loss
• Sodium deficit
Isotonic dehydration
sodium deficit
total body water(normal)*140meq/l- current
TBW*current [Na]= Na deficit
Isotonic dehydration
• Normal TBW= normal body mass*K
k~0.75 neonates, 0.65 toddlers, 0.6w &0.5m
• ??????Really Current TBW~ current mass (kestimated percent of dehydration/10)
10 kg infant with 10% dehydration- 1l loss
Sodium deficit= 1*140 meq/ml
Sodium maintenance= 3meq/100 ml of
water*daily fluids
Isotonic dehydration
• Replacement and maintenance by isotonic or
½ NS based fluids
• Give 100-70% of deficit at 1st day
• Give 1st half of day fluids amount at 1st 8h and
rest at 16h
• New recommendations- to give NS based
fluids to prevent iatrogenic hyponatremia
Ongoing Repletion and Maintenance
Therapy
• Once the patient is stable
Persistent deficits+ ongoing losses+ maintenance
fluids
Fluid maintenance: Holliday Segar
formula
• 1st 10kg- 100 ml/kg
• 2nd 10kg- 50ml/kg
• Others- 20ml/kg
• ~400 ml/m²/d+ renal sensible loss
Caloric (energy) maintenance
• The daily fluid requirement is the same as the
daily caloric requirement (e.g., if a child requires
1000 cc fluid, he also requires 1000 Kcalorie
• In terms of fluids, calories most often provided as
dextrose (glucose)
• Difficult to provide total daily caloric requirement
intravenously unless using TPN
• Most often, it is sufficient to provide 20% of total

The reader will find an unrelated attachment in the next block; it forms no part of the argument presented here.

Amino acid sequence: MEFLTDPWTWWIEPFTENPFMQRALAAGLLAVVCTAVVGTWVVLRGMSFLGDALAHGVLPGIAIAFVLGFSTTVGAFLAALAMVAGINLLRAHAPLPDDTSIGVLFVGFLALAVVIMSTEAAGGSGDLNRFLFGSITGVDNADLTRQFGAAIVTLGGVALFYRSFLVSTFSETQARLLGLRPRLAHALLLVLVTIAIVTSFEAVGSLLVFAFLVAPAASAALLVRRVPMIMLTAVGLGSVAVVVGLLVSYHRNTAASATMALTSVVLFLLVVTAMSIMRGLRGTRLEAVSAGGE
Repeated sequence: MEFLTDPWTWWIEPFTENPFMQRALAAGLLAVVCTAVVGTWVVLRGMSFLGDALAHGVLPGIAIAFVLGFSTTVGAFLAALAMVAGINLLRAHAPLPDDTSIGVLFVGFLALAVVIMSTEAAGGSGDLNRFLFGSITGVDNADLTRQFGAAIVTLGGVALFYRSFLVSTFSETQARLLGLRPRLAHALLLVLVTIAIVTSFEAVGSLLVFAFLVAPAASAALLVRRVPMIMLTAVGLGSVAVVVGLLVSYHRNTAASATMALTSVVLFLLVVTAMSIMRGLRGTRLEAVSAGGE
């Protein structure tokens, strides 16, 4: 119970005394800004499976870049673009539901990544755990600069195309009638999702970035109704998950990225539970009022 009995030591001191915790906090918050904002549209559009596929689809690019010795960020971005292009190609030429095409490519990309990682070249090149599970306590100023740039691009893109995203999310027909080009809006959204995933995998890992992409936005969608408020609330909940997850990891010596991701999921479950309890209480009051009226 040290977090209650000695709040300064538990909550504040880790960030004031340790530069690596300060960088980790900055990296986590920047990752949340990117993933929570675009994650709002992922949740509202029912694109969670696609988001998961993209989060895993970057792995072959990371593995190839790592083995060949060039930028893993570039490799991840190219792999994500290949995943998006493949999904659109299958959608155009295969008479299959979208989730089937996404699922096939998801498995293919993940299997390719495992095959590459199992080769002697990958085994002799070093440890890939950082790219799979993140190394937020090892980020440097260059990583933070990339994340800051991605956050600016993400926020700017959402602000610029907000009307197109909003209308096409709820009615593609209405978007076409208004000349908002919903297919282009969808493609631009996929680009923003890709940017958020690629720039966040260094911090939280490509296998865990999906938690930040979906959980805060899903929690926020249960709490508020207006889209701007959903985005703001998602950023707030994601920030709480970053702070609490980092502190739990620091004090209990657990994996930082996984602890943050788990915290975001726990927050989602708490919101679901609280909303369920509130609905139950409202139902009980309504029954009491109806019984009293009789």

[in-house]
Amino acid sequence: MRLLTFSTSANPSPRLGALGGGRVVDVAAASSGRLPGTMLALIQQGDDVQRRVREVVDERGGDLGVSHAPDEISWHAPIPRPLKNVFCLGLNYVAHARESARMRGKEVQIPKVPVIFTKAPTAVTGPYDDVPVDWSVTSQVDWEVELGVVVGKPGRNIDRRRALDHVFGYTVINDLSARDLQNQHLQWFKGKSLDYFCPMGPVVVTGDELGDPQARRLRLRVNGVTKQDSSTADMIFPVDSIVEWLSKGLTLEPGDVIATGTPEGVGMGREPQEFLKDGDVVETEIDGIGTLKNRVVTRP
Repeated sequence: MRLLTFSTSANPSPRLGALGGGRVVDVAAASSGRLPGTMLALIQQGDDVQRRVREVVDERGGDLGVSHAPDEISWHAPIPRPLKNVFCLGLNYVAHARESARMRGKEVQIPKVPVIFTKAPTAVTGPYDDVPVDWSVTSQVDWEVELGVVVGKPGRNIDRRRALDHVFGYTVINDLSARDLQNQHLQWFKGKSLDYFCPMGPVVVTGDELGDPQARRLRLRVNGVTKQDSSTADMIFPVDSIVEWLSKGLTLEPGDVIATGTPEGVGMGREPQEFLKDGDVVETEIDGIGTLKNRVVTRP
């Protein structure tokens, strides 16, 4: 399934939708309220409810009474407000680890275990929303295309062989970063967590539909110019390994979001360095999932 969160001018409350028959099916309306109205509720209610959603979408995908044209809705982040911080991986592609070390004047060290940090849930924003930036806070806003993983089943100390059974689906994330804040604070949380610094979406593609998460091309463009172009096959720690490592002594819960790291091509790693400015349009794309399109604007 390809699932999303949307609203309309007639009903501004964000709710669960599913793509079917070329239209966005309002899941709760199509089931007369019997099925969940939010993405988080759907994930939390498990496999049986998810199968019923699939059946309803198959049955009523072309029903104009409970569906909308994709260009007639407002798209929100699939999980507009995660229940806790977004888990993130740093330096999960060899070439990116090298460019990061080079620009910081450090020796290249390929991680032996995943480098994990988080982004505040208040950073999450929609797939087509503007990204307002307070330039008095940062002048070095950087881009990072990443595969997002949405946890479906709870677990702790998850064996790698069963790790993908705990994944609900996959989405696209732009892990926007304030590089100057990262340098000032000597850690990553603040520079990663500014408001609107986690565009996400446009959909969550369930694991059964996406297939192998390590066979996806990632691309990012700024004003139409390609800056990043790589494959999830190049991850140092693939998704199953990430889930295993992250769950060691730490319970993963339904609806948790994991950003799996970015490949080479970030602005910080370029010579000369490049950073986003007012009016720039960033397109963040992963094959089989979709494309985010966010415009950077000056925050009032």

daily caloric requirement intravenously so as to
prevent ketosis
Ongoing loses
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Sensible: diuresis and diarrhea (rectal tube)
Insensible: feces, skin, respiration
10ml/kg for each diarrhea
Burns- Parkland formula: BSA*4*mass for
>20% of TBS of 2nd degree and >
• Tachypnea: 5-10ml/kg/10resp> normal
• Hyperthermia: 5-10 ml/kg/1°>38
• Vomiting:5-10 ml/kg/event
Decreased maintenance
• SIADH
• Ventilated children
• Inactive/hypothermic children
Example of isotonic dehydration
• 1y boy with moderate dehydration
• Water and sodium (Na) deficits
simple calculation: loss of 1 l of isotonic fluids
Water deficit: 10 kg × 10% = 1 L
Na deficit: 1 L × 140 mEq/L = 140 mEq
• Emergent fluid repletion with NS or D5% NS
20 mL/kg × 10 kg = 200 mL (200 mL water and
≈30 mEq sodium)
Ongoing repletion and maintenance requirements
Remaining water deficit: 1,000 mL - 200 mL = 800
mL
Daily maintenance water requirement: 100
mL/kg/day × 10 kg = 1,000 mL/day
800 mL + 1,000 mL = 1,800 mL/24 h = 75 mL/h
Remaining Na deficit: 140 mEq - 30 mEq = 110 mEq
Maintenance sodium requirement: 3 mEq/100 mL
water × 1,000 mL/day = 30 mEq/day
110 mEq + 30 mEq = 140 mEq/24 h
140 mEq/1,800 mL ≈ 0.45% sodium chloride (½ NS)
Maintenance potassium requirement: 3
mEq/100 mL water × 1,000 mL/day = 30
mEq/day
30 mEq/1,800 mL ≈15–20 mEq/L
Intravenous fluid based upon deficit
calculations:
D5% 1/2 NS with 20 mEq/L KCl at 75 mL/h
Ongoing losses
Extrarenal losses should be replaced mL-for-mL
if volumes are significant.
The sodium content of the fluid lost should be
estimated or measured in order to select the
appropriate replacement fluid.